Califermentation Recap


California’s natural winemakers tend to be an adventurous lot, and with good reason.  They take great risks foregoing the pesticides and chemical manipulations that have become a benchmark of most of the large well known California wineries, but it’s a risk they think is worth taking in order to produce something that’s honest.  Apparently so do several hundred San Franciscans.

Califermentation filled both of the rooms in Soma’s pioneering natural wine bar Terroir this past Saturday, with crowds turning out to drink local wines and meet the people making them.  It’s a testament to the ethos of natural wine in California, really, the marked difference this event had to the sedated atmosphere of bigger, more traditional wine industry gatherings.  There were no airs of pretention, just a lot of people happy to be drinking natural wine, and proud winemakers eager to share what they do.  There’s a lot of talk about “Farm to table” in California, but this was vine to table at it’s most raucous.  The mountain of empty bottles towering over the recycling bins at the end of the night was a testament to that.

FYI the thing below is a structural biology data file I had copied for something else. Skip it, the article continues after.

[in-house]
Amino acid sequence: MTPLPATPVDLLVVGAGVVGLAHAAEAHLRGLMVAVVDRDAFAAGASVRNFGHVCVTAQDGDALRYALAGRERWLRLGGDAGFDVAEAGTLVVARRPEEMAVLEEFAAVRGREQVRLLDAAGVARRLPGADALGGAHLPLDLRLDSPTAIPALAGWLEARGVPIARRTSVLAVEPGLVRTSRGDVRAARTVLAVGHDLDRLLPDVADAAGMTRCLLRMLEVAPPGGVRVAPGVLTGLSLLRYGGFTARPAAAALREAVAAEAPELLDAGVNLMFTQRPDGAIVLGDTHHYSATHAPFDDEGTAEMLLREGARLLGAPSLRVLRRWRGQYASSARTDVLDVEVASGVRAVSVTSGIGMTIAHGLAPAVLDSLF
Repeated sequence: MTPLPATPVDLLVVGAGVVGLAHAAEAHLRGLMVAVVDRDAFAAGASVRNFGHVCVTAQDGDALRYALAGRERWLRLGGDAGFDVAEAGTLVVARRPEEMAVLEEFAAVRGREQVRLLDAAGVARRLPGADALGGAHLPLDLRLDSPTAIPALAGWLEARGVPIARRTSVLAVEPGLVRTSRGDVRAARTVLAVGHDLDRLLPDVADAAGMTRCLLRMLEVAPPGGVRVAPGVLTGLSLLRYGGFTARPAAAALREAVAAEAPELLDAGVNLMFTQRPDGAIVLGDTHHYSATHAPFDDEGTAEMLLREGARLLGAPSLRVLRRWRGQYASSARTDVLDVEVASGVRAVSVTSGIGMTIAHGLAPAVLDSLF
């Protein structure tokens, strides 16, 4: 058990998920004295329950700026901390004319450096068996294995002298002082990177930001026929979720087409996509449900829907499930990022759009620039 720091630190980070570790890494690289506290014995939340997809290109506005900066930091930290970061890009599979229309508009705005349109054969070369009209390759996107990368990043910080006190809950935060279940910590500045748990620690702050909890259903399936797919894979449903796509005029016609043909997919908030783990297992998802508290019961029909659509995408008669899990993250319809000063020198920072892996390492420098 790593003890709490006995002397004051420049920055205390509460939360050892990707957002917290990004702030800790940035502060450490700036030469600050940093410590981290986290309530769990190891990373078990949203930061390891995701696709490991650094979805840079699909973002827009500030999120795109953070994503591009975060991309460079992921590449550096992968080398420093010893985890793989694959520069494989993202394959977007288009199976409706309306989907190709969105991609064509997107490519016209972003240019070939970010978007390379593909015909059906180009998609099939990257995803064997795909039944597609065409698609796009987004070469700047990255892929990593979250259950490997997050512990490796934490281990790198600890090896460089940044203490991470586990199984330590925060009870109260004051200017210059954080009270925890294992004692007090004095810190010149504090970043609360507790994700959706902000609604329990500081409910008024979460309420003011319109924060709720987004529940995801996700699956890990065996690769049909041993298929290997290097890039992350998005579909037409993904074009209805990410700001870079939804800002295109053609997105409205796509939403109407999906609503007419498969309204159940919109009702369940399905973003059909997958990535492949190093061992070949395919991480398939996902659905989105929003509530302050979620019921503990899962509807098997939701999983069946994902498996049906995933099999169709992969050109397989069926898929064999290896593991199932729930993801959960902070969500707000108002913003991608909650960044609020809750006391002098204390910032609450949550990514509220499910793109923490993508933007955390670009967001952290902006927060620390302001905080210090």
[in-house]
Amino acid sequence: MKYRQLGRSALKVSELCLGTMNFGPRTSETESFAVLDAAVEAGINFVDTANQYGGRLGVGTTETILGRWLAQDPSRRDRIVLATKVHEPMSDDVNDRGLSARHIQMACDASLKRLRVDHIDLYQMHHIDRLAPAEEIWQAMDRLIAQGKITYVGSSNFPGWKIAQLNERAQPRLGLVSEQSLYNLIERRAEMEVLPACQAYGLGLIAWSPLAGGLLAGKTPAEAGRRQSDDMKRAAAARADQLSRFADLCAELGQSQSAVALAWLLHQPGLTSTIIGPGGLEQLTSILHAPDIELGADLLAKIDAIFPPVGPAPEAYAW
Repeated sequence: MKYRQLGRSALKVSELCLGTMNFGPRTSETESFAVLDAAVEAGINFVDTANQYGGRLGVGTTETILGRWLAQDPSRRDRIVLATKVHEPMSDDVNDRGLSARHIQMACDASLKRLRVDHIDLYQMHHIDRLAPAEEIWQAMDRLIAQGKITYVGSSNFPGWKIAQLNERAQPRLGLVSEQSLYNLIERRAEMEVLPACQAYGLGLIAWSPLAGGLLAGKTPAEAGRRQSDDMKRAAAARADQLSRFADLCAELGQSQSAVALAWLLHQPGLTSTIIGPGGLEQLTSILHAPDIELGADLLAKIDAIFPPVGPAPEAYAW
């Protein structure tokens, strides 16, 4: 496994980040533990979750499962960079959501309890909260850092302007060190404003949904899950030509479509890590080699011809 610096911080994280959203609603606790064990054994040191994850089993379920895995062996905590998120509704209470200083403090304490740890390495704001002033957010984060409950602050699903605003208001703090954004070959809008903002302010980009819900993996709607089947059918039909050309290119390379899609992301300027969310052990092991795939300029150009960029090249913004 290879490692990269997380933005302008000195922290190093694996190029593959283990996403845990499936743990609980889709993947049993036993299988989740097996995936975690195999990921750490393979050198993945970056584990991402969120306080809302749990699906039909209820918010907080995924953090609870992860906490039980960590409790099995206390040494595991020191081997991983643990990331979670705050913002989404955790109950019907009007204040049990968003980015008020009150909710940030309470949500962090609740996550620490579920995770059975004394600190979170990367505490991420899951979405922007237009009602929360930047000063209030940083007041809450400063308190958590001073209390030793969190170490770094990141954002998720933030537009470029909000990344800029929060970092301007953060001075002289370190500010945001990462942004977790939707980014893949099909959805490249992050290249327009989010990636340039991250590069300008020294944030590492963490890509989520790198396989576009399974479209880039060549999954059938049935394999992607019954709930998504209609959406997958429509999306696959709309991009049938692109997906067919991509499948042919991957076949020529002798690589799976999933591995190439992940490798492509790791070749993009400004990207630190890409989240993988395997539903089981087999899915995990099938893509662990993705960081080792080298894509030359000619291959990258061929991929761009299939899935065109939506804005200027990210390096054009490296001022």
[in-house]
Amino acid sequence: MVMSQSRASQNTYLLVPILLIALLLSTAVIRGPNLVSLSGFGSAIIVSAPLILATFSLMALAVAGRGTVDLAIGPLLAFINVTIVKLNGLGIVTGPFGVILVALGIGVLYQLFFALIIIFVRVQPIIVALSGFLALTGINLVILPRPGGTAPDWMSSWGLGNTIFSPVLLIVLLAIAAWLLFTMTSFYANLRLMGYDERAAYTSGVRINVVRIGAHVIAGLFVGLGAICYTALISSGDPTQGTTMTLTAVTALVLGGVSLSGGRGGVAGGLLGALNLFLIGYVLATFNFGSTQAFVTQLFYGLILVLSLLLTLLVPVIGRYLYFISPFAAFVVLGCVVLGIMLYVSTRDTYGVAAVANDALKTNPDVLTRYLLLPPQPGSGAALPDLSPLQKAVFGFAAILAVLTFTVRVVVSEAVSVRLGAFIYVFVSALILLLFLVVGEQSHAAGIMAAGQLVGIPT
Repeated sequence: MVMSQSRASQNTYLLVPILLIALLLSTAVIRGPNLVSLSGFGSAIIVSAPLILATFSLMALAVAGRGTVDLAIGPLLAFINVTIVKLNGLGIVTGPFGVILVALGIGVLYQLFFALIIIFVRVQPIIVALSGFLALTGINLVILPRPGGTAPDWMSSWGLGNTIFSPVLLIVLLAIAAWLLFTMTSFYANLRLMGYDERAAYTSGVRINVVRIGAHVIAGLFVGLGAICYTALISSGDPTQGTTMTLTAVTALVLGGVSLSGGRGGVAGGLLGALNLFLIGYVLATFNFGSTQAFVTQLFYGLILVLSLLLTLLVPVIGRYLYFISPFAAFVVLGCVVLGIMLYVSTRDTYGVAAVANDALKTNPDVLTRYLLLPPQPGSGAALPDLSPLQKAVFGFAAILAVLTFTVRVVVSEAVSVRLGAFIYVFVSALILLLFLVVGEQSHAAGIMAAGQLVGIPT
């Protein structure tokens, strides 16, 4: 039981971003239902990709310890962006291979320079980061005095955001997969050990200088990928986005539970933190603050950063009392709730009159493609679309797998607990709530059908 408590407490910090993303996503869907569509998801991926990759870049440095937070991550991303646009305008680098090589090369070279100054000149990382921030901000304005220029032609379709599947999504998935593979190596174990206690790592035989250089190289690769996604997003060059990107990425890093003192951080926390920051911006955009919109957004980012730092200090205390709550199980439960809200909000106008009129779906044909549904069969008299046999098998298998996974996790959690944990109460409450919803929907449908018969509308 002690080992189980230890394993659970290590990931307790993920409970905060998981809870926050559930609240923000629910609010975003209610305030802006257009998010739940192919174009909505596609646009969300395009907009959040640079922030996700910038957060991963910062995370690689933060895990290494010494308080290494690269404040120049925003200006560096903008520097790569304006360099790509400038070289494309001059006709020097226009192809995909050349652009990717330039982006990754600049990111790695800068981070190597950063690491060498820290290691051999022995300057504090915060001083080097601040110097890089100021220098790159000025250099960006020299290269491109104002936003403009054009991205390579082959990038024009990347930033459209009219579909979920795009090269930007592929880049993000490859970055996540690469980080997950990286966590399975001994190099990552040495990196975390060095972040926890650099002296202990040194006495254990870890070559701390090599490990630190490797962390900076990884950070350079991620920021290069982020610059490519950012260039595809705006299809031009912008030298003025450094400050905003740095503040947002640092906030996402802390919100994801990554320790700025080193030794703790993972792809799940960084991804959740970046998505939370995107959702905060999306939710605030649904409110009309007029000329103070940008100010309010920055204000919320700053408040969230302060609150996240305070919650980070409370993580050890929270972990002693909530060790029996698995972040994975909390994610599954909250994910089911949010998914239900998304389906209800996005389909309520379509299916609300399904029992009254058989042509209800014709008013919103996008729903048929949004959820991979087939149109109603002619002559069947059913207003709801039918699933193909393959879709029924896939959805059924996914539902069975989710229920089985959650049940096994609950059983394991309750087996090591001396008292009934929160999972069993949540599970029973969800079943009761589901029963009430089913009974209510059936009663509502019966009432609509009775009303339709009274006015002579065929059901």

Surveying the room, it was hard to miss the general enthusiasm for what was happening, and the lineup of participating winemakers was reason enough.  California’s natural wine movement isn’t as old as it’s European counterparts, but some of the region’s early pioneers were pouring interesting bottles that you’d be hard pressed to find anywhere else.  Gideon Beinstock from Clos Saron held court at the end of the bar, perched atop a stool to pour some of his older reds, including a rare magnum of his 1999 Pinot Noir.  Only 6 cases of these were ever bottled, so it was a hell of a gesture to bring out something that’s undoubtedly one of the last of its kind.  This presence wasn’t lost on the other winemakers, many of whom spent a great deal of the event crowded around one of the elder statesmen of California natural wine.

The afternoon was also an opportunity to meet a lot of small producers that aren’t yet on many people’s radar, and it was nice to see a wide diversity of styles (not to mention some grapes that don’t make many appearances in California).  A Pét-Nat made with Grenache isn’t the first thing that springs to mind when you think about San Diego, but Los Pilares are having a go at it, taking their inspiration from a deep love of Lambrusco.  Much closer to home are the wines of Noel Diaz, who turns out some interesting things under the Purity Wine label on Treasure Island from grapes grown in the Santa Ynez Valley.  His skin fermented Marsanne isn’t typical of what you’d find anywhere in California, and he even managed to sneak in a single bottle of the pleasantly dry Pét-Nat he makes with the leftover grapes.